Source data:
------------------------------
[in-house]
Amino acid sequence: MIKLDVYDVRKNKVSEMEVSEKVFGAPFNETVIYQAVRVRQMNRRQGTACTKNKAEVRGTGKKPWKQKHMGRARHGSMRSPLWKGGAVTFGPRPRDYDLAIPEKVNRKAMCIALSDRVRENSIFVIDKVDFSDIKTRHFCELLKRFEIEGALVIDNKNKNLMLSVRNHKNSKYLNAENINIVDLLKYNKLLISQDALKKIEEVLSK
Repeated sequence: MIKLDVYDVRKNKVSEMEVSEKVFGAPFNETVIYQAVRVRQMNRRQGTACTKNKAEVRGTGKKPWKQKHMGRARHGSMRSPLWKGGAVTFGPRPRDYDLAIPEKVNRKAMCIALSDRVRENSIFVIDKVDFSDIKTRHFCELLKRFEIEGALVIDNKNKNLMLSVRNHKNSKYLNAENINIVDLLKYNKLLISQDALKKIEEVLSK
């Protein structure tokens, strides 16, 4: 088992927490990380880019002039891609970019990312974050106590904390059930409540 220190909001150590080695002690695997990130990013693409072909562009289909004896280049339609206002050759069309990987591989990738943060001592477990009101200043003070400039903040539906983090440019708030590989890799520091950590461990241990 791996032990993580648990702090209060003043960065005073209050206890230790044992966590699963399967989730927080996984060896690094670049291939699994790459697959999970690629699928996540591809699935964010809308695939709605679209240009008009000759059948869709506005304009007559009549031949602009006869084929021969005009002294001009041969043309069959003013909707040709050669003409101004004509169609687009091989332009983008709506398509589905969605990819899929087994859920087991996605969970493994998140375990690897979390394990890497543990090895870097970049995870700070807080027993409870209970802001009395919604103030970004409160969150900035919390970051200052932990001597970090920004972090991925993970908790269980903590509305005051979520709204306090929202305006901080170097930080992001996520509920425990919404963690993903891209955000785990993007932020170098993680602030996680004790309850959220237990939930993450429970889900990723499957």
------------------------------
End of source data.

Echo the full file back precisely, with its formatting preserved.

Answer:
[in-house]
Amino acid sequence: MIKLDVYDVRKNKVSEMEVSEKVFGAPFNETVIYQAVRVRQMNRRQGTACTKNKAEVRGTGKKPWKQKHMGRARHGSMRSPLWKGGAVTFGPRPRDYDLAIPEKVNRKAMCIALSDRVRENSIFVIDKVDFSDIKTRHFCELLKRFEIEGALVIDNKNKNLMLSVRNHKNSKYLNAENINIVDLLKYNKLLISQDALKKIEEVLSK
Repeated sequence: MIKLDVYDVRKNKVSEMEVSEKVFGAPFNETVIYQAVRVRQMNRRQGTACTKNKAEVRGTGKKPWKQKHMGRARHGSMRSPLWKGGAVTFGPRPRDYDLAIPEKVNRKAMCIALSDRVRENSIFVIDKVDFSDIKTRHFCELLKRFEIEGALVIDNKNKNLMLSVRNHKNSKYLNAENINIVDLLKYNKLLISQDALKKIEEVLSK
């Protein structure tokens, strides 16, 4: 088992927490990380880019002039891609970019990312974050106590904390059930409540 220190909001150590080695002690695997990130990013693409072909562009289909004896280049339609206002050759069309990987591989990738943060001592477990009101200043003070400039903040539906983090440019708030590989890799520091950590461990241990 791996032990993580648990702090209060003043960065005073209050206890230790044992966590699963399967989730927080996984060896690094670049291939699994790459697959999970690629699928996540591809699935964010809308695939709605679209240009008009000759059948869709506005304009007559009549031949602009006869084929021969005009002294001009041969043309069959003013909707040709050669003409101004004509169609687009091989332009983008709506398509589905969605990819899929087994859920087991996605969970493994998140375990690897979390394990890497543990090895870097970049995870700070807080027993409870209970802001009395919604103030970004409160969150900035919390970051200052932990001597970090920004972090991925993970908790269980903590509305005051979520709204306090929202305006901080170097930080992001996520509920425990919404963690993903891209955000785990993007932020170098993680602030996680004790309850959220237990939930993450429970889900990723499957």